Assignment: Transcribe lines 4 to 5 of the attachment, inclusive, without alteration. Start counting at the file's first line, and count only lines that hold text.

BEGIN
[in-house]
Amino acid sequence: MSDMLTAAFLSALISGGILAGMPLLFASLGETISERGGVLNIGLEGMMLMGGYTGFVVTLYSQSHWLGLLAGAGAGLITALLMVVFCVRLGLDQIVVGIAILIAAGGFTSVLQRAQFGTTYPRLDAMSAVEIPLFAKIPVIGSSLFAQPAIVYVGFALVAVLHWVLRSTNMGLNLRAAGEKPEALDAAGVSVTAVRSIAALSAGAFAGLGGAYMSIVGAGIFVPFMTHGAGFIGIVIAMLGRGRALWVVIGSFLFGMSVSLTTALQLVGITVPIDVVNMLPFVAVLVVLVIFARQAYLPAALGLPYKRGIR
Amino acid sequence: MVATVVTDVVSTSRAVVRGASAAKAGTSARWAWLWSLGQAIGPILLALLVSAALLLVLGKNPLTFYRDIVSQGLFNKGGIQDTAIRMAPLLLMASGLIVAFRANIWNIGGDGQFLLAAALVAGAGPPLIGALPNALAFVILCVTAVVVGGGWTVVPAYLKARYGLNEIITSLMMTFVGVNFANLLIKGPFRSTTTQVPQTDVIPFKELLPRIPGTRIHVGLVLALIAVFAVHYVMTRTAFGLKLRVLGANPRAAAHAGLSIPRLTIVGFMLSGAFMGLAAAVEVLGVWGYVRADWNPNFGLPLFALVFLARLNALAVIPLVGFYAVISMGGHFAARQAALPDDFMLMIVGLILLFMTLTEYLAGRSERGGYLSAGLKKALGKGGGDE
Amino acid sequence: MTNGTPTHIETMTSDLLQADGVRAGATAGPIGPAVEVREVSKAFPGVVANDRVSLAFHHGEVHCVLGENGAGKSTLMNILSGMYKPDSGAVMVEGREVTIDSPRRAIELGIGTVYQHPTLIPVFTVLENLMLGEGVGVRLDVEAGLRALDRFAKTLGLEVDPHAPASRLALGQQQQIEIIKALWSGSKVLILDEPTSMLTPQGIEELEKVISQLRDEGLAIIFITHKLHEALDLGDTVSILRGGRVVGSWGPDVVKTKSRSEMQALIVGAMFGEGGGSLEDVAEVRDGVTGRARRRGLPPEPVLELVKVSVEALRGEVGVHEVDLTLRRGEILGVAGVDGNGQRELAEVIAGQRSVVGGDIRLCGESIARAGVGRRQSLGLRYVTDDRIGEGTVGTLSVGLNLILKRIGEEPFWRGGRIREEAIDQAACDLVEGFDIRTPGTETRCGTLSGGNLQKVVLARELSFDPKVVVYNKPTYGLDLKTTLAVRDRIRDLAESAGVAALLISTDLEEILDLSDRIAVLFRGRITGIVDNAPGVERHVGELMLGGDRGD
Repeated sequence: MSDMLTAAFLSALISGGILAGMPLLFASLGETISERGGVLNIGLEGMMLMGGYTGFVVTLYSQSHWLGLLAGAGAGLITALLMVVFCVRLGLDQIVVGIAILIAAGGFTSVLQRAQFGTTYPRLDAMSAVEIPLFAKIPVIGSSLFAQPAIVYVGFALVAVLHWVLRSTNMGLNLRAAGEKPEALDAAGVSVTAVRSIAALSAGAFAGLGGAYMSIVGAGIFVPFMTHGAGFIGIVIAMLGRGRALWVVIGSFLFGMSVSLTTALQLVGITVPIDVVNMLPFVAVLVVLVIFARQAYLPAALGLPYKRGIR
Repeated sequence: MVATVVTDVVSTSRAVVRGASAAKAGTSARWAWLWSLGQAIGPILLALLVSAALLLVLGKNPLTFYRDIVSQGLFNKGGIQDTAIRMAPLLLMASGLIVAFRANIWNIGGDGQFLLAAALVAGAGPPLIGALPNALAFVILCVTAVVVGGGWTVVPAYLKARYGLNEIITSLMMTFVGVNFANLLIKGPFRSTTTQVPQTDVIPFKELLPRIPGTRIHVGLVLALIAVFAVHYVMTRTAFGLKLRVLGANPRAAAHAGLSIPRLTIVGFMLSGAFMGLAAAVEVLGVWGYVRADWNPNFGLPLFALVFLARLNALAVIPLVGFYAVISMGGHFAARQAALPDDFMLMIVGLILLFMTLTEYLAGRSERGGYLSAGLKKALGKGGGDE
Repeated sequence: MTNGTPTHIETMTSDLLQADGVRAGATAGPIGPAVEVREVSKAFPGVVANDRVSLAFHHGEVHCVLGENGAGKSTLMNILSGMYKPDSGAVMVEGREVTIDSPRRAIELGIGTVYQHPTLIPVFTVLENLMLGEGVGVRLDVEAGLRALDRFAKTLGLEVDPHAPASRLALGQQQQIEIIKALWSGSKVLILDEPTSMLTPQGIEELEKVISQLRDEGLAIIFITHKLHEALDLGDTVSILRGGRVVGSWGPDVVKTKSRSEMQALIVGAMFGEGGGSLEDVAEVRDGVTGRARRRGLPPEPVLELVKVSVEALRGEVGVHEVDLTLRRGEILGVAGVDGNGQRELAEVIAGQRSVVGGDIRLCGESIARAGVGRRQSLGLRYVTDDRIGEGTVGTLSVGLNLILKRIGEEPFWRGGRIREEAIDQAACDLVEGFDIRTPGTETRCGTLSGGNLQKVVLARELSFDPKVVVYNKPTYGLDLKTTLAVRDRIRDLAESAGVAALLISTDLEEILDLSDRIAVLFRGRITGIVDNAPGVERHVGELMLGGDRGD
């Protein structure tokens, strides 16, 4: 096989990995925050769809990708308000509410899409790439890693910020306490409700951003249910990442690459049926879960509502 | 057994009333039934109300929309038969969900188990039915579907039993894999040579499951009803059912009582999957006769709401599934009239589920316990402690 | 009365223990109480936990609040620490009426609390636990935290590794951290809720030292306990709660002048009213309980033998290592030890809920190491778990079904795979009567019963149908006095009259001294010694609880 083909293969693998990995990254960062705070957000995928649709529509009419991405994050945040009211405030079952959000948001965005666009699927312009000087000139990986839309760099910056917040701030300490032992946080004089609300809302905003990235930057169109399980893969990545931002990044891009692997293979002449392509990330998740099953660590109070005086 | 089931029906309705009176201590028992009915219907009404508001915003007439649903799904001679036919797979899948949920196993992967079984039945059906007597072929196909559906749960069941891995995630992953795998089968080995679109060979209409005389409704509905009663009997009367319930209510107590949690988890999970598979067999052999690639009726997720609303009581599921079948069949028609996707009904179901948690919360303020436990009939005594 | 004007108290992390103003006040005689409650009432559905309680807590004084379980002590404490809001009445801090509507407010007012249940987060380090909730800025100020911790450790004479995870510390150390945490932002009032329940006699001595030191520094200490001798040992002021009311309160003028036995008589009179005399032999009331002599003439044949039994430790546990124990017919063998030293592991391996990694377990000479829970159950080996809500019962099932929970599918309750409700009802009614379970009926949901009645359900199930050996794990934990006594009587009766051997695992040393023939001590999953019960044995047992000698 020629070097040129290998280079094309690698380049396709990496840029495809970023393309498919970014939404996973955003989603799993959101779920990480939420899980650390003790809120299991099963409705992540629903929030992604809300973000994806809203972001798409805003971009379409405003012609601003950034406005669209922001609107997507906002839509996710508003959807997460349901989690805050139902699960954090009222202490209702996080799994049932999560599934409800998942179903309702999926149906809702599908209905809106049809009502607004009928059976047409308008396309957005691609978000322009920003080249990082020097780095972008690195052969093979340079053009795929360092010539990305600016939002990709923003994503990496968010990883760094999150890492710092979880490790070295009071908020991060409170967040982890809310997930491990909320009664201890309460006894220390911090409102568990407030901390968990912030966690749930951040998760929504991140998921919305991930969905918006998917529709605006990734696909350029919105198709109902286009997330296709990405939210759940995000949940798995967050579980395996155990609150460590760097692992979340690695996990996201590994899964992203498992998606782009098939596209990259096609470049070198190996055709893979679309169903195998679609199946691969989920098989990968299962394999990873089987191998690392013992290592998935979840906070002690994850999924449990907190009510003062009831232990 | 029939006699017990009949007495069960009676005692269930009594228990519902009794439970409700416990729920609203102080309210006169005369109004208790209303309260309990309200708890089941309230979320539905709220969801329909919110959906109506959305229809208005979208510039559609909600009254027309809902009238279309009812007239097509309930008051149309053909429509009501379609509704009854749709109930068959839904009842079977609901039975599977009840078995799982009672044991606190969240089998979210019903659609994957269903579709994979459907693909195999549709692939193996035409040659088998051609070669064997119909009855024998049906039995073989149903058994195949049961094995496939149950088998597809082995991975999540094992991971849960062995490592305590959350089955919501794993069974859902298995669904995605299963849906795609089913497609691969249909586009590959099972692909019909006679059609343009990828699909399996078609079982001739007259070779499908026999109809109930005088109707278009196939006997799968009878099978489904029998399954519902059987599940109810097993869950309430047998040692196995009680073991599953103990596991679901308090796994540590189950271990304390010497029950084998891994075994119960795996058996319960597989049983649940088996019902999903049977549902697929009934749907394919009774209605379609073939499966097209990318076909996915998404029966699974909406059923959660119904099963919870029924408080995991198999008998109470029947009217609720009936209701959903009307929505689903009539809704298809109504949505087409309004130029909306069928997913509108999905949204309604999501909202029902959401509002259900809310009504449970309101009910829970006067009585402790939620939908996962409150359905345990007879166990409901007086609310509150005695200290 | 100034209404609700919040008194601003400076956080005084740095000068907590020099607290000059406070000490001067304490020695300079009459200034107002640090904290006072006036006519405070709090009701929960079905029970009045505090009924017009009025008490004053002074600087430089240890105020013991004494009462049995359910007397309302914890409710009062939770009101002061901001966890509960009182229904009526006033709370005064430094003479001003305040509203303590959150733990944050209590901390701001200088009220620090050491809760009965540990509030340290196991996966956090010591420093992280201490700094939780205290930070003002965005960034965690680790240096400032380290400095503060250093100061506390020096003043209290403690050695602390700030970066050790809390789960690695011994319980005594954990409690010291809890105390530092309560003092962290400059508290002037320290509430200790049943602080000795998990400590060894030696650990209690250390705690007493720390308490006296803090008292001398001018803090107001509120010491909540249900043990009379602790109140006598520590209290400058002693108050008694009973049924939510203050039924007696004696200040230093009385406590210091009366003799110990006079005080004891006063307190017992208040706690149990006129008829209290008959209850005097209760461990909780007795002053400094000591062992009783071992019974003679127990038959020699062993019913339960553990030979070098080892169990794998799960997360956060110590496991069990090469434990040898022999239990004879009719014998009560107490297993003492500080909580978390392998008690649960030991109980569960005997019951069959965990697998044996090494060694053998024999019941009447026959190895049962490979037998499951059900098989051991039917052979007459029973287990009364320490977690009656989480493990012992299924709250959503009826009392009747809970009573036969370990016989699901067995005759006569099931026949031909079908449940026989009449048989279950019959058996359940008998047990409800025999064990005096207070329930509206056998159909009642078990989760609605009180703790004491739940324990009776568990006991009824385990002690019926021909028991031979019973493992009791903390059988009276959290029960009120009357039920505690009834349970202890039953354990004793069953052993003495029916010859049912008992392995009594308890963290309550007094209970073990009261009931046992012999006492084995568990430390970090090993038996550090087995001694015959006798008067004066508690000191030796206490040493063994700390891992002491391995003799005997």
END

Amino acid sequence: MTNGTPTHIETMTSDLLQADGVRAGATAGPIGPAVEVREVSKAFPGVVANDRVSLAFHHGEVHCVLGENGAGKSTLMNILSGMYKPDSGAVMVEGREVTIDSPRRAIELGIGTVYQHPTLIPVFTVLENLMLGEGVGVRLDVEAGLRALDRFAKTLGLEVDPHAPASRLALGQQQQIEIIKALWSGSKVLILDEPTSMLTPQGIEELEKVISQLRDEGLAIIFITHKLHEALDLGDTVSILRGGRVVGSWGPDVVKTKSRSEMQALIVGAMFGEGGGSLEDVAEVRDGVTGRARRRGLPPEPVLELVKVSVEALRGEVGVHEVDLTLRRGEILGVAGVDGNGQRELAEVIAGQRSVVGGDIRLCGESIARAGVGRRQSLGLRYVTDDRIGEGTVGTLSVGLNLILKRIGEEPFWRGGRIREEAIDQAACDLVEGFDIRTPGTETRCGTLSGGNLQKVVLARELSFDPKVVVYNKPTYGLDLKTTLAVRDRIRDLAESAGVAALLISTDLEEILDLSDRIAVLFRGRITGIVDNAPGVERHVGELMLGGDRGD
Repeated sequence: MSDMLTAAFLSALISGGILAGMPLLFASLGETISERGGVLNIGLEGMMLMGGYTGFVVTLYSQSHWLGLLAGAGAGLITALLMVVFCVRLGLDQIVVGIAILIAAGGFTSVLQRAQFGTTYPRLDAMSAVEIPLFAKIPVIGSSLFAQPAIVYVGFALVAVLHWVLRSTNMGLNLRAAGEKPEALDAAGVSVTAVRSIAALSAGAFAGLGGAYMSIVGAGIFVPFMTHGAGFIGIVIAMLGRGRALWVVIGSFLFGMSVSLTTALQLVGITVPIDVVNMLPFVAVLVVLVIFARQAYLPAALGLPYKRGIR